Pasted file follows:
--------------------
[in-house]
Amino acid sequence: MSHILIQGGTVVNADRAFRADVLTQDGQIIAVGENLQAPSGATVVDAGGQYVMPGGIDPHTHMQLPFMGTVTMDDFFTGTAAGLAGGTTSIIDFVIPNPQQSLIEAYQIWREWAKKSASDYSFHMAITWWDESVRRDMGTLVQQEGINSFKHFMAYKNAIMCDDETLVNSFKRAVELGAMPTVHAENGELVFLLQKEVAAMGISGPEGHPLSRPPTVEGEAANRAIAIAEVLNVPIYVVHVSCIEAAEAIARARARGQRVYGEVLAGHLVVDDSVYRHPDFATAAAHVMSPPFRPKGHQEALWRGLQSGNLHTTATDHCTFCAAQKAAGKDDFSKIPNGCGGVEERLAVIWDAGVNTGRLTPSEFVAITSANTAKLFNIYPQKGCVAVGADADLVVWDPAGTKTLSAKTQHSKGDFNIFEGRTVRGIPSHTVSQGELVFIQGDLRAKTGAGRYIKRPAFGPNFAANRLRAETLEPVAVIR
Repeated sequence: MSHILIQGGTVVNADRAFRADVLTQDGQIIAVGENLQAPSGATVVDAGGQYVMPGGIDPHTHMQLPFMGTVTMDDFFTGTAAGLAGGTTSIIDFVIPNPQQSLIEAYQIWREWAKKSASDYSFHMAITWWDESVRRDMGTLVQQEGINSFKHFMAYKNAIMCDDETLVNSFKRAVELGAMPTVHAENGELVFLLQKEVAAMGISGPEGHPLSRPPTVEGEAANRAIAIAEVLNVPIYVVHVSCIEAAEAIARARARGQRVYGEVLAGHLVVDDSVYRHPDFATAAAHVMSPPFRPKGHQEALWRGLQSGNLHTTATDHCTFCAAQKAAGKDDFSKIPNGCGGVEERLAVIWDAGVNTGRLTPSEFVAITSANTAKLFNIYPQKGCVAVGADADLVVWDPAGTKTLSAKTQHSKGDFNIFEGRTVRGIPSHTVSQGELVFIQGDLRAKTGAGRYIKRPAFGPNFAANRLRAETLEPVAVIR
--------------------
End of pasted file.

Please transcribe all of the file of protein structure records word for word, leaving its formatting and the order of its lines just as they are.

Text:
[in-house]
Amino acid sequence: MSHILIQGGTVVNADRAFRADVLTQDGQIIAVGENLQAPSGATVVDAGGQYVMPGGIDPHTHMQLPFMGTVTMDDFFTGTAAGLAGGTTSIIDFVIPNPQQSLIEAYQIWREWAKKSASDYSFHMAITWWDESVRRDMGTLVQQEGINSFKHFMAYKNAIMCDDETLVNSFKRAVELGAMPTVHAENGELVFLLQKEVAAMGISGPEGHPLSRPPTVEGEAANRAIAIAEVLNVPIYVVHVSCIEAAEAIARARARGQRVYGEVLAGHLVVDDSVYRHPDFATAAAHVMSPPFRPKGHQEALWRGLQSGNLHTTATDHCTFCAAQKAAGKDDFSKIPNGCGGVEERLAVIWDAGVNTGRLTPSEFVAITSANTAKLFNIYPQKGCVAVGADADLVVWDPAGTKTLSAKTQHSKGDFNIFEGRTVRGIPSHTVSQGELVFIQGDLRAKTGAGRYIKRPAFGPNFAANRLRAETLEPVAVIR
Repeated sequence: MSHILIQGGTVVNADRAFRADVLTQDGQIIAVGENLQAPSGATVVDAGGQYVMPGGIDPHTHMQLPFMGTVTMDDFFTGTAAGLAGGTTSIIDFVIPNPQQSLIEAYQIWREWAKKSASDYSFHMAITWWDESVRRDMGTLVQQEGINSFKHFMAYKNAIMCDDETLVNSFKRAVELGAMPTVHAENGELVFLLQKEVAAMGISGPEGHPLSRPPTVEGEAANRAIAIAEVLNVPIYVVHVSCIEAAEAIARARARGQRVYGEVLAGHLVVDDSVYRHPDFATAAAHVMSPPFRPKGHQEALWRGLQSGNLHTTATDHCTFCAAQKAAGKDDFSKIPNGCGGVEERLAVIWDAGVNTGRLTPSEFVAITSANTAKLFNIYPQKGCVAVGADADLVVWDPAGTKTLSAKTQHSKGDFNIFEGRTVRGIPSHTVSQGELVFIQGDLRAKTGAGRYIKRPAFGPNFAANRLRAETLEPVAVIR